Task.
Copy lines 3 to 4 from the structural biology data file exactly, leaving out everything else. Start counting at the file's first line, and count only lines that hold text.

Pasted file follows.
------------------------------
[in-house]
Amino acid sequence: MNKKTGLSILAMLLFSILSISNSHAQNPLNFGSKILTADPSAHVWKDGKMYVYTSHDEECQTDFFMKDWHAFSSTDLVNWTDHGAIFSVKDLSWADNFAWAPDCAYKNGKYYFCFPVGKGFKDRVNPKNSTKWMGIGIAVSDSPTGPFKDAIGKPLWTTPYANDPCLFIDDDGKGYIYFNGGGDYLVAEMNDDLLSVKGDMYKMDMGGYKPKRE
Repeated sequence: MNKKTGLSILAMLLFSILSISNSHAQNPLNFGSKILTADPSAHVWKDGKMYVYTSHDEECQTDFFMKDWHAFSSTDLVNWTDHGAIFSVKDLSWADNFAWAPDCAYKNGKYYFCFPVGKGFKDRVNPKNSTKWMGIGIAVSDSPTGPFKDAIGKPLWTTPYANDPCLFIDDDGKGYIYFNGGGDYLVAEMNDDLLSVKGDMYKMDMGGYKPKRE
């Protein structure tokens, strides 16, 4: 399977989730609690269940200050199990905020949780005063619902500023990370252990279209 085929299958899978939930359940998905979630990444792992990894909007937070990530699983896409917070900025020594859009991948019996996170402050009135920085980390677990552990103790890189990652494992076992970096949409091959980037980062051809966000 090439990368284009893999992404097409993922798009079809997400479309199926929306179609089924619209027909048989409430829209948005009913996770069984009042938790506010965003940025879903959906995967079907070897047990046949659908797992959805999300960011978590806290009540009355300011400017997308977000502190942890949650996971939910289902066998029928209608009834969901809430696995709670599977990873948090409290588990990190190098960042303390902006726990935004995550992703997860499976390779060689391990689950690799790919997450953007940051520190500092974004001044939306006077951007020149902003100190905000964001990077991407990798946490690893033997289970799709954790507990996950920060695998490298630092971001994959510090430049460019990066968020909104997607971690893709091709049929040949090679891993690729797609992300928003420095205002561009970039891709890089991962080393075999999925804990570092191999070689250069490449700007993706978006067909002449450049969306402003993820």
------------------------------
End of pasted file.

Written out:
Repeated sequence: MNKKTGLSILAMLLFSILSISNSHAQNPLNFGSKILTADPSAHVWKDGKMYVYTSHDEECQTDFFMKDWHAFSSTDLVNWTDHGAIFSVKDLSWADNFAWAPDCAYKNGKYYFCFPVGKGFKDRVNPKNSTKWMGIGIAVSDSPTGPFKDAIGKPLWTTPYANDPCLFIDDDGKGYIYFNGGGDYLVAEMNDDLLSVKGDMYKMDMGGYKPKRE
């Protein structure tokens, strides 16, 4: 399977989730609690269940200050199990905020949780005063619902500023990370252990279209 085929299958899978939930359940998905979630990444792992990894909007937070990530699983896409917070900025020594859009991948019996996170402050009135920085980390677990552990103790890189990652494992076992970096949409091959980037980062051809966000 090439990368284009893999992404097409993922798009079809997400479309199926929306179609089924619209027909048989409430829209948005009913996770069984009042938790506010965003940025879903959906995967079907070897047990046949659908797992959805999300960011978590806290009540009355300011400017997308977000502190942890949650996971939910289902066998029928209608009834969901809430696995709670599977990873948090409290588990990190190098960042303390902006726990935004995550992703997860499976390779060689391990689950690799790919997450953007940051520190500092974004001044939306006077951007020149902003100190905000964001990077991407990798946490690893033997289970799709954790507990996950920060695998490298630092971001994959510090430049460019990066968020909104997607971690893709091709049929040949090679891993690729797609992300928003420095205002561009970039891709890089991962080393075999999925804990570092191999070689250069490449700007993706978006067909002449450049969306402003993820």